LinkedIn is making its move on China.
The professional networking site Monday evening announced it is launching a test version of a Chinese-language site in the country, hoping to make gains in a market that includes more than a half-billion Internet users.
The new site, described as operating in “simplified Chinese,” is a huge step into a market that is considered largely off-limits for most of Silicon Valley’s Internet behemoths. It supplements an English version of LinkedIn that has been available in China for more than a decade and currently reaches 4 million users.
“Our mission is to connect the world’s professionals and create greater economic opportunity — and this is a significant step towards achieving that goal,” LinkedIn CEO Jeff Weiner said in a statement announcing the expansion.
The Mountain View, Calif.-based company, which boasts more than 270 million users in more than 200 countries, is the only major U.S. social network allowed to roam within mainland China’s heavily policed Internet. Similar sites, including YouTube, Facebook, and Twitter, are blocked by the country’s government.
But LinkedIn is not free from China’s notoriously aggressive human censors — sometimes referred to as the “Great Firewall” — that sift through online content to ensure it doesn’t violate the country’s tight Internet regulations.
By choosing to launch a Chinese-language site, LinkedIn is showing it is willing to operate in an enticing market that has bedeviled other Western Internet companies for decades. Other tech firms, most notably Google, have historically spurned China’s censorship and surveillance policies, and China’s government likewise has shown little interest in courting their services.
But LinkedIn is venturing where its rivals have refused because there is no “dominant incumbent player” — akin to the challenge search giant Baidu poses for Google — to compete with, said Blake Harper, an analyst with the brokerage firm Wunderlich Securities. In addition, the company’s values of economic and business growth over personal or political expression aligns more closely with the interests of China’s ruling party.
“LinkedIn doesn’t really have to give up a lot to stay true to their core mission,” Harper said. “With Twitter, [if] you can’t say something, that goes against their entire ethos. With Google, it’s ‘you can’t show certain search results,’ but that’s what Google does.”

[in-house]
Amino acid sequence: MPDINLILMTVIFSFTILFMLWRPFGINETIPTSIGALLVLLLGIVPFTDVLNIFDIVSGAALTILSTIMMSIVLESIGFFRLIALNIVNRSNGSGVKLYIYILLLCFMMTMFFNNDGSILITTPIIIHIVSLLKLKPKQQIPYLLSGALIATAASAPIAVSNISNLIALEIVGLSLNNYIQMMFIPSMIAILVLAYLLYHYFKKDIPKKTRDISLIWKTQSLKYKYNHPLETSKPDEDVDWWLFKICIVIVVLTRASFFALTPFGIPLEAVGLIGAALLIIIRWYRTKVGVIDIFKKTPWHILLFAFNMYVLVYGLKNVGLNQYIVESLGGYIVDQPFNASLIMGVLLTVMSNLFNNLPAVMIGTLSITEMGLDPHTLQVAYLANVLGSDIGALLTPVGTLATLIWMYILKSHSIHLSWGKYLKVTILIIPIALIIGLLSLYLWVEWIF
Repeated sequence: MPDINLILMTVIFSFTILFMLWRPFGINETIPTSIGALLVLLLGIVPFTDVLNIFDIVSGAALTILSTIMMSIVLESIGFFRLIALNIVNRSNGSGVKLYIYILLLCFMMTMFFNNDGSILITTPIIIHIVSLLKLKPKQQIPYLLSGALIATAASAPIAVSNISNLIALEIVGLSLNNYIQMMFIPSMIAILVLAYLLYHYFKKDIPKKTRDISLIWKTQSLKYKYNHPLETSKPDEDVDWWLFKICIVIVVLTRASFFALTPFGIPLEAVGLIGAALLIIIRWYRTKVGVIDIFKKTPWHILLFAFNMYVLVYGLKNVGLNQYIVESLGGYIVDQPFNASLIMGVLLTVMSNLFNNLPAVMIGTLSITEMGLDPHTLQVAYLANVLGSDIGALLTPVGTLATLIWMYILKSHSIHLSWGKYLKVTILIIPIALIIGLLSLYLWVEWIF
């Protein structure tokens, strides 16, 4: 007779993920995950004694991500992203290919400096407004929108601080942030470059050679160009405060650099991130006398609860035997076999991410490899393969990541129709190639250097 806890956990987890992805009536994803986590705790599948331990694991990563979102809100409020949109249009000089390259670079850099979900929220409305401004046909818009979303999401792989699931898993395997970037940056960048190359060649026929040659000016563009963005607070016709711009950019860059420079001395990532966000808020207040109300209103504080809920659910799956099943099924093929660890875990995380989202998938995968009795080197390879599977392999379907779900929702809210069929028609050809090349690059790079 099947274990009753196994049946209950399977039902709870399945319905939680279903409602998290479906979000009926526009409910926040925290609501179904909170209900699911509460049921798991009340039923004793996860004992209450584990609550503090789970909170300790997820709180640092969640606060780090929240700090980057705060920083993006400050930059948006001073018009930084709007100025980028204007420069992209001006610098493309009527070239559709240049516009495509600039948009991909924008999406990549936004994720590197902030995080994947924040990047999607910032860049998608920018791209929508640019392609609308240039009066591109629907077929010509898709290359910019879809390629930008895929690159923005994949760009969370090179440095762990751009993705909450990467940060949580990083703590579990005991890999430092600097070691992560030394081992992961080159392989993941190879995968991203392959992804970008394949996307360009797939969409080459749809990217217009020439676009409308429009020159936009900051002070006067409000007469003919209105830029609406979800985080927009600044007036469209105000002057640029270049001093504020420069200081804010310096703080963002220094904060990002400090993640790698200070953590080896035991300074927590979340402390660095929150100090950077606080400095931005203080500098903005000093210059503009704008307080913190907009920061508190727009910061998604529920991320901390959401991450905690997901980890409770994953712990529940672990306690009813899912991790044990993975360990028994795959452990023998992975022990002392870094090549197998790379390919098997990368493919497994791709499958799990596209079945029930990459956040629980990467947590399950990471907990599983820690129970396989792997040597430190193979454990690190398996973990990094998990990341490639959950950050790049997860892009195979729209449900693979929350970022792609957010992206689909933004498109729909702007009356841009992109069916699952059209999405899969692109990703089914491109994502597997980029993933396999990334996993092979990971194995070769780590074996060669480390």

In short, users are less likely to use LinkedIn to criticize the Chinese government or organize political protests, and censorship will alter the fundamental experience of the network less than it would for a site like Facebook.
Still, business and censorship hurdles remain. And though the company won’t have to go up against a Baidu-style giant, it will be forced to contend with several rivals, including 51job[dot]com, Zhaopin, and Ruolin.
“Even when you do everything right and with due diligence, it is really unpredictable as to what government demands will come at you,” said Leslie Harris, former president of the Center for Democracy and Technology and a board member of the Global Network Initiative, an Internet-freedom group. “I don’t think you can assume that the discussions that occur on the network won’t raise concerns for the (Chinese) government.”
Weiner, LinkedIn’s CEO, admitted the expansion into China is one that “raises difficult questions, but it is clear to us that the decision to proceed is the right one.”
“LinkedIn strongly supports freedom of expression and fundamentally disagrees with government censorship,” Weiner added. “At the same time, we also believe that LinkedIn’s absence in China would deny Chinese professionals a means to connect with others on our global platform, thereby limiting the ability of individual Chinese citizens to pursue and realize the economic opportunities, dreams, and rights most important to them.”
Weiner also vaguely pledged that content would only be censored “only when and to the extent required.” Additionally, the company promised to be transparent with users about its business in China and protect their rights and data.
Rumors that LinkedIn was readying a move into the most populous country in the world have circulated for weeks, as the tech firm last month hired Derek Shen, founder of a Chinese site similar to Groupon, to run its Chinese operations. The company also recently integrated with WeChat, a Chinese chat platform, which boasts some 300 million regular users.
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